Many of these metaphors relate to the familiar idea of personal space and others interactions with it; that space around you which is regarded as being yours is dynamic, it changes size with setting (just think of the different feeling of being near strangers on the London Underground compared to along a country lane) and with mood. Some equate this personal space with the body’s aura, and some people who dowse claim to be able to detect the edge of the aura, and demonstrate the expansion and contraction of the aura when someone is thinking of happy or sad thoughts. Similarly, Barker describes that on the stage confident actors are said to have ‘presence’. They fill the stage. They are big, and the audience’s attention is drawn to them and doesn’t wander as they move. Actors who don’t have this have no clear sense of their position and their performance is blurred. This ‘presence’ is, according to Barker, difficult to acquire if you don’t have it, but it comes from the actor being strong at the centre of their personal space. Stanislavsky, the originator of method acting called this ‘the circle of concentration’. They stand at the centre of a space defined by their mental attitude. In my opinion the same can be said of experienced ritualists.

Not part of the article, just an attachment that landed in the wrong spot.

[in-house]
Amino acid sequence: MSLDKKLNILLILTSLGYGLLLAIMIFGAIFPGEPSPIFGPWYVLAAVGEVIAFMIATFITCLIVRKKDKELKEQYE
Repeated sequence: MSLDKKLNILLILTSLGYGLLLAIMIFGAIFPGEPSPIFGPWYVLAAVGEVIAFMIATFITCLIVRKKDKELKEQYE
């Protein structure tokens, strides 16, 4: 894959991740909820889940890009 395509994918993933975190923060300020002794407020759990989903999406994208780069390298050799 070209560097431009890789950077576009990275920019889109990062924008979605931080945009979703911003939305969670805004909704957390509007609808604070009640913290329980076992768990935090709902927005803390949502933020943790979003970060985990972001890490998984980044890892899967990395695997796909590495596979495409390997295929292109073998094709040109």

Barker rather neatly demonstrated in workshops how the tense of the mind, whether you are thinking of the past, present or future, can be deduced by the body posture and simulated by the actor. He managed to perform the following short scene without any obvious gesturing.
A man is running to catch a train. He arrives on the right platform in time. He thinks about what he heard on the radio news that morning (or something similar). He then realises that he is on the wrong platform. He then hurries off to get to the right platform.
He conveyed the scene without pretending to carry bags, looking at an imaginary watch, or by using any other gestural cues. What he did, apart from running on, standing still and running off again, was altering the subtle orientation of his spine to his head and pelvis. When one is rushing to get somewhere, your head goes slightly ahead of the pelvis. One’s mind is focused on the future. When one has arrived, your head is directly above your pelvis. One’s mind is in the present. When one is remembering something, the pelvis comes slightly before the head. One’s mind is reflecting on the past. This is a sub-conscious reflex that actors attempt to mimic. During rituals it also happens. For ritual acts are also in different tenses; generally speaking; prayers and spells are future/proactive tense, invocation and declaration are present tense, pathworking and visualisation are past/reflective tense. In my experience sometimes the reason for certain ritual acts not feeling right, is that the tense of the pelvis to head relation doesn’t match that of the ritual action. Try doing a spell or invocation while lying down and you’ll see what I mean.